HCJ ruling paves way for IDF eviction of Palestinians from Firing Zone 918

The court said the door was still open for the villagers to agree with the military on using parts of the land for agricultural purposes and urged the sides to seek a compromise.

 A Palestinian drives a tractor, after Israel's Supreme Court rejected a petition against the eviction of more than 1,000 Palestinian inhabitants of a rural part, in Masafer Yatta, south of Hebron, in the West Bank, May 5, 2022.  (photo credit: REUTERS/MUSSA QAWASMA)
A Palestinian drives a tractor, after Israel's Supreme Court rejected a petition against the eviction of more than 1,000 Palestinian inhabitants of a rural part, in Masafer Yatta, south of Hebron, in the West Bank, May 5, 2022.
(photo credit: REUTERS/MUSSA QAWASMA)

The High Court of Justice rejected a petition against the eviction of more than 1,000 Palestinians from Firing Zone 918 in the West Bank’s South Hebron Hills.

It’s the latest twist in a legal battle that dates back more than 23 years. The conflict pits the rights of Palestinian herders who want to graze their flocks in the area — known to Palestinians as Masafer Yatta – against the IDF’s right to train their troops in that area.

One of the Israeli attorneys representing the Palestinians, Shlomo Lecker, said he focused in particular on a section of the judges’ response that said the evacuation of Palestinians from the area was not contrary to international law.

“This a mistake,” Lecker said, adding that it was just one in a series of obvious errors the judges made in their ruling. There were enough such errors, he said, that he was considering filing an appeal.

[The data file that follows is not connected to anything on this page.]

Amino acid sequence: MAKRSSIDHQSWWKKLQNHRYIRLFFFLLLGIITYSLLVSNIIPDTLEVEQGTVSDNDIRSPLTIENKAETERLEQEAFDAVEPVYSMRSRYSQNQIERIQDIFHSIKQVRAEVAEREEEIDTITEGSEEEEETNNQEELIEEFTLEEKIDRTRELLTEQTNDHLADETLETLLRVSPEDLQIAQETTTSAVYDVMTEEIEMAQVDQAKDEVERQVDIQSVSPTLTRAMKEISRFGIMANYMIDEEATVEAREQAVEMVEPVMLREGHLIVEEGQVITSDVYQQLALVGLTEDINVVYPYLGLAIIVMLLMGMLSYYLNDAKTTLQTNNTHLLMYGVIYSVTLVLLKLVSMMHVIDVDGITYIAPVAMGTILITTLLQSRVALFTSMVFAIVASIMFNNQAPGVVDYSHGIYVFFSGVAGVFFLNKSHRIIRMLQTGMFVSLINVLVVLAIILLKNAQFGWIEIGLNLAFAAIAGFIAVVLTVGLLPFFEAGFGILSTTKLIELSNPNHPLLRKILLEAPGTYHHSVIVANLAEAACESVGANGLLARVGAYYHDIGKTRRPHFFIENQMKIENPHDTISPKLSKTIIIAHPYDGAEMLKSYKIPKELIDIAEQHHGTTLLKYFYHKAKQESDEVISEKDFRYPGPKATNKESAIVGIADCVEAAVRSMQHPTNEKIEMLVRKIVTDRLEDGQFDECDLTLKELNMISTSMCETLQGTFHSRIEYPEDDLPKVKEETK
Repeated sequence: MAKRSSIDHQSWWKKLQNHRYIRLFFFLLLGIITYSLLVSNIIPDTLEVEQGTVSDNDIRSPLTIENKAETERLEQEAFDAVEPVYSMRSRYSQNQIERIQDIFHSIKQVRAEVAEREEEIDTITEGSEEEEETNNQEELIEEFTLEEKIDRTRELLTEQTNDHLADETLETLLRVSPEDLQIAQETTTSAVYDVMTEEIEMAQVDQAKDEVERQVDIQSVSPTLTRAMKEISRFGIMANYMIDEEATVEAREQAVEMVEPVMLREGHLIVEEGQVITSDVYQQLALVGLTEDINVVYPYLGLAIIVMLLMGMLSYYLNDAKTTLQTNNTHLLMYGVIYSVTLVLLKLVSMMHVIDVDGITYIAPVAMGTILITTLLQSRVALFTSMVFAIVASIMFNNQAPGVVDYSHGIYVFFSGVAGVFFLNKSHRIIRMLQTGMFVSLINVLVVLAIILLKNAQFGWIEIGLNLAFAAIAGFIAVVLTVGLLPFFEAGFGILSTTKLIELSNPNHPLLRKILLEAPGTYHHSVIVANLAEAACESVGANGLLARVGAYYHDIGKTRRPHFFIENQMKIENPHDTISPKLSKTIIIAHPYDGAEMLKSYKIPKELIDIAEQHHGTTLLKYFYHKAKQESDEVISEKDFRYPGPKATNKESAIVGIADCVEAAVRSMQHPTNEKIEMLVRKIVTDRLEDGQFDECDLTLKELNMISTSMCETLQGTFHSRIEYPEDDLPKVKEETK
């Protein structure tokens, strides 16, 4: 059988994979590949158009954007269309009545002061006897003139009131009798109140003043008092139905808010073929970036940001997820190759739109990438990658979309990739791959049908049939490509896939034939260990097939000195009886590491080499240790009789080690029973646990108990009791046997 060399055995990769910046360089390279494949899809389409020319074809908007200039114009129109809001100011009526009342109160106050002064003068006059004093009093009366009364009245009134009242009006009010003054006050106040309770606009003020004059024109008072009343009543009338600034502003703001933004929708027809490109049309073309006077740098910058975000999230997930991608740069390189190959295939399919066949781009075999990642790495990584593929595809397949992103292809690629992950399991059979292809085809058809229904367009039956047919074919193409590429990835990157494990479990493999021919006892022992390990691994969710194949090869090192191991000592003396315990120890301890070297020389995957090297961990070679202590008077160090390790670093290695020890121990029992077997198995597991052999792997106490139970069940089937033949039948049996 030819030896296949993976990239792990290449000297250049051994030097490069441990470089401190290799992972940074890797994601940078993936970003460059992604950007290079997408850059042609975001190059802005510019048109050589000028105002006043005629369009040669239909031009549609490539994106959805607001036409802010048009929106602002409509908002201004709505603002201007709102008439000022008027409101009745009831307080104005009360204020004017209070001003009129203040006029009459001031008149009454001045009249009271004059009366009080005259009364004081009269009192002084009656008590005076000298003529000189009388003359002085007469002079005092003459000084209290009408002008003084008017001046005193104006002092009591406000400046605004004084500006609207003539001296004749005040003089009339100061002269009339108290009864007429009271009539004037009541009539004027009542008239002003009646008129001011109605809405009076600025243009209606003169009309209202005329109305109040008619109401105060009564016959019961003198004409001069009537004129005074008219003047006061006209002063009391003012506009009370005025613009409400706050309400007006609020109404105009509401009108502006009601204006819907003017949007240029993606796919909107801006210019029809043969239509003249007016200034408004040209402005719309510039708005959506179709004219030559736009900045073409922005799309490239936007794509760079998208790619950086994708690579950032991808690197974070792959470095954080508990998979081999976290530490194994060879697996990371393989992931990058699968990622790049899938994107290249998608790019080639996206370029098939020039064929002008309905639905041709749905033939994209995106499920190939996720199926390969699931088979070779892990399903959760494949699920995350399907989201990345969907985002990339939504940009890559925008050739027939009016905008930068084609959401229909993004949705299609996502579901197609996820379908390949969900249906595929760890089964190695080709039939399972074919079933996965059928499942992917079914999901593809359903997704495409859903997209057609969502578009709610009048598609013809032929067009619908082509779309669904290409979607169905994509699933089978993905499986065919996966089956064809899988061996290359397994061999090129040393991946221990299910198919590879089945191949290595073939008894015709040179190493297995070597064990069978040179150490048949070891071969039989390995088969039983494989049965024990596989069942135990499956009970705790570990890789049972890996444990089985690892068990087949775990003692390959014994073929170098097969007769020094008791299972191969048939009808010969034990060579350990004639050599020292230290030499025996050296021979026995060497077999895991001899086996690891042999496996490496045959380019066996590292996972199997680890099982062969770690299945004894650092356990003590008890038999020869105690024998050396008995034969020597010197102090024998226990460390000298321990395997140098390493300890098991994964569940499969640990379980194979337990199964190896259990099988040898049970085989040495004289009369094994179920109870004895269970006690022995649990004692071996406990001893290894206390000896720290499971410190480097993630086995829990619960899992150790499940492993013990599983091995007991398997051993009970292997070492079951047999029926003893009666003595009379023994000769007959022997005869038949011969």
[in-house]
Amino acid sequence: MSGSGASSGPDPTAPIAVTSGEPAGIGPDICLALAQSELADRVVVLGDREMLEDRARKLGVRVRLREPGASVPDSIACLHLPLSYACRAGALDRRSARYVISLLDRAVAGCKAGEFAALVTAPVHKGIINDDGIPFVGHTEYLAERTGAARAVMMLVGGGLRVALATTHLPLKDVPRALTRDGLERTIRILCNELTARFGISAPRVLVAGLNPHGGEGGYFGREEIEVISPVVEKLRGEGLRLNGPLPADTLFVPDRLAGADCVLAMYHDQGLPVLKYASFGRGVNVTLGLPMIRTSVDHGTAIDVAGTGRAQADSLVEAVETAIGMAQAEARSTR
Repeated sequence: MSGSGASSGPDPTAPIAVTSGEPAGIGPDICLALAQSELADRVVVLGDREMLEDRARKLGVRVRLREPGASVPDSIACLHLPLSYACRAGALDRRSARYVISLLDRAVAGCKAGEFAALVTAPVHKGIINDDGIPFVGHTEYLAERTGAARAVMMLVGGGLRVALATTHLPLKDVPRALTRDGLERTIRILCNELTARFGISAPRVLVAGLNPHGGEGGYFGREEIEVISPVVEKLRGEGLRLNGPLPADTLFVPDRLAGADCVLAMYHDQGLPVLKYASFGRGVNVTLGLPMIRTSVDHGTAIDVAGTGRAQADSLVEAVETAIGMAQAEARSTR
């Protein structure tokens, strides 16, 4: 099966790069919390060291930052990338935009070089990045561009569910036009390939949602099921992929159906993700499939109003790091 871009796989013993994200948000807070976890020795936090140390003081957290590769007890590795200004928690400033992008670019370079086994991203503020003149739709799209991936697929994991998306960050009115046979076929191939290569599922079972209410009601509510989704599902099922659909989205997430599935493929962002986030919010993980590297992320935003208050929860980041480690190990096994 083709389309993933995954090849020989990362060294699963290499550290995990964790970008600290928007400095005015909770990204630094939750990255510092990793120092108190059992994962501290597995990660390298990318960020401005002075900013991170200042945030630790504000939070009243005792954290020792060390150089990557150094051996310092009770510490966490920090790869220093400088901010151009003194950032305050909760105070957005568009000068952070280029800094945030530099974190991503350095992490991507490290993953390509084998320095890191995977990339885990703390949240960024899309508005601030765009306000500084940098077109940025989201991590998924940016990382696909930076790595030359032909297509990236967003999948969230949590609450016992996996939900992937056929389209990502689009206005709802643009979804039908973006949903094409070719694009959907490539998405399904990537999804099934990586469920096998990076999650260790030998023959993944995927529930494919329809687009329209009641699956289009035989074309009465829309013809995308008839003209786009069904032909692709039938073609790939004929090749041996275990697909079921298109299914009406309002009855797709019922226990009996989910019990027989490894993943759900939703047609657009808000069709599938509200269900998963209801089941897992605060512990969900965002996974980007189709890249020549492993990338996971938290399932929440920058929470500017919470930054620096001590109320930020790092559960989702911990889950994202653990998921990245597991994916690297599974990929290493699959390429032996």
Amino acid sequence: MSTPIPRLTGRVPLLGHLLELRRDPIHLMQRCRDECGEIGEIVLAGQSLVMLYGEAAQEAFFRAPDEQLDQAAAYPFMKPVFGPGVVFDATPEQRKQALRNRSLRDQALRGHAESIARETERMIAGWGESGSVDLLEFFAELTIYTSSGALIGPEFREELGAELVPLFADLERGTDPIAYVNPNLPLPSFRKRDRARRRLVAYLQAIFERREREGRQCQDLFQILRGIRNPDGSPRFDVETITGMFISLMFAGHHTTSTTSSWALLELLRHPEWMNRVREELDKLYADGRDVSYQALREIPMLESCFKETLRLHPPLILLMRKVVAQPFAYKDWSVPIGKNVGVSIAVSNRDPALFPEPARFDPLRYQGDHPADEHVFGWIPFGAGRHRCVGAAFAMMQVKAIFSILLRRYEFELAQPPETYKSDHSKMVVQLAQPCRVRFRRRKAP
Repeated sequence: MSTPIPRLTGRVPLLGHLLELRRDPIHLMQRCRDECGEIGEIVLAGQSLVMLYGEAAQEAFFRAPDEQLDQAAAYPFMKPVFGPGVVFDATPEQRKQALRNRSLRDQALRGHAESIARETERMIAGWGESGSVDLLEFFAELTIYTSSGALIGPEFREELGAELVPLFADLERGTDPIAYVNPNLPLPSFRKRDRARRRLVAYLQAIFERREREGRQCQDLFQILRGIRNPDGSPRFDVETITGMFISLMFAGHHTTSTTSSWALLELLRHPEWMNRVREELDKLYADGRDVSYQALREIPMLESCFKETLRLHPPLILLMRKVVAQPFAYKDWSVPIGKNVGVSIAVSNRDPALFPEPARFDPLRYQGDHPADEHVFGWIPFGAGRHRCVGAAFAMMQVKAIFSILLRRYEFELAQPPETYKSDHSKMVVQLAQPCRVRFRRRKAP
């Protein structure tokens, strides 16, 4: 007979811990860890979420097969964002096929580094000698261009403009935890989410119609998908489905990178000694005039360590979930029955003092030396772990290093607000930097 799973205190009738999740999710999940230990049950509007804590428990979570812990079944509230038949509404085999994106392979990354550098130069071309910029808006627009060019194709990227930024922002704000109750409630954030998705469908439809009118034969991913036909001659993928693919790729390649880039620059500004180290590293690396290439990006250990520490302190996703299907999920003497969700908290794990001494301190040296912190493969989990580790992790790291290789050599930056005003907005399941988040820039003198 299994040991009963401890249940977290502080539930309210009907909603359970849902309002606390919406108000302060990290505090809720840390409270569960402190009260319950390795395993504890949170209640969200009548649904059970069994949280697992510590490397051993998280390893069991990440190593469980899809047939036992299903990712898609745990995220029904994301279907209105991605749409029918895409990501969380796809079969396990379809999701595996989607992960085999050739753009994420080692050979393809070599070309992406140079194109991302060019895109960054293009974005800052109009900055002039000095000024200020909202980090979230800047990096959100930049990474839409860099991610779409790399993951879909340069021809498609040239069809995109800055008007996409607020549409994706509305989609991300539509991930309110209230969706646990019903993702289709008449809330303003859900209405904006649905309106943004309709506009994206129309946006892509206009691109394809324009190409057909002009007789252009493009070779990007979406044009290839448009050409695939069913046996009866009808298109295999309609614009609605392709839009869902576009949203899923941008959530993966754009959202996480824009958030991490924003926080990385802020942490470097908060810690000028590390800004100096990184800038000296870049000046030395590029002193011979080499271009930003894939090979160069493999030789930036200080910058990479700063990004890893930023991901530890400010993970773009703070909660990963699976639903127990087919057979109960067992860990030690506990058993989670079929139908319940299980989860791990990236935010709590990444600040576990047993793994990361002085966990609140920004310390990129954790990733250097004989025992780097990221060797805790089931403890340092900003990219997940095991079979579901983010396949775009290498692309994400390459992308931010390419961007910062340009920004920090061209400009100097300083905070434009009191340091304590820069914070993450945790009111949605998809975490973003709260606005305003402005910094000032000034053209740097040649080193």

The HCJ ruling, handed down on Wednesday but publicized only on Thursday, said that international law prohibiting evacuation in “occupied territory” was not applicable here.

 Israeli security forces surround Palestinians and peace activists after trying to plant olive trees in the Palestinian village of Burin, near the West Bank city of Nablus, February 12, 2021. (credit: FLASH90) Israeli security forces surround Palestinians and peace activists after trying to plant olive trees in the Palestinian village of Burin, near the West Bank city of Nablus, February 12, 2021. (credit: FLASH90)

That law, the ruling stated, comes into play when an evacuation would lead to extermination, forced labor or the execution of policy objectives.

Evacuations of the local population can occur for security reasons, such as those that are present in this case, in which the IDF needs the land for training purposes, the ruling stated.

The ruling further explained that the attorneys representing the Palestinians had failed to provide sufficient evidence to prove that the Palestinian herders had used the land prior to the 1980 declaration or that the 3,000 hectares (approximately 7,400 acres) in question were a firing zone.

At issue is the fate of some eight to 11 herding villages whose residents claim that they inhabited the land before Israel captured the West Bank from Jordan during the Six-Day War in 1967.

Palestinian modular structures that lack Israeli building permits are considered by the IDF to be illegal. The HCJ judges said the Palestinians had violated past understandings by which they agreed not to build in that area and have even gone so far as to replace modular homes with permanent ones.

The court, however, did say that the door was still open for the villagers to agree with the military on using parts of the land for agricultural purposes and urged the sides to seek a compromise.

Masafer Yatta Mayor Nidal Abu Younis said the ruling “proves that this court is part of the occupation. We are not going to leave our homes. We will stay here.”

The Association for Civil Rights in Israel (ACRI), which along with Masafer Yatta residents petitioned against the expulsion, said the verdict would have “unprecedented consequences.”

“The High Court has officially authorized leaving entire families, with their children and elderly, without a roof over their heads,” ACRI said in a statement.

The left-wing Israeli NGO B’Tselem said, “Employing sugar-coated language, hypocrisy and lies, the justices once again fulfilled their role in Israel’s regime of Jewish supremacy and paved the way for the crime of forcible transfer to be committed.”

Reuters contributed to this report.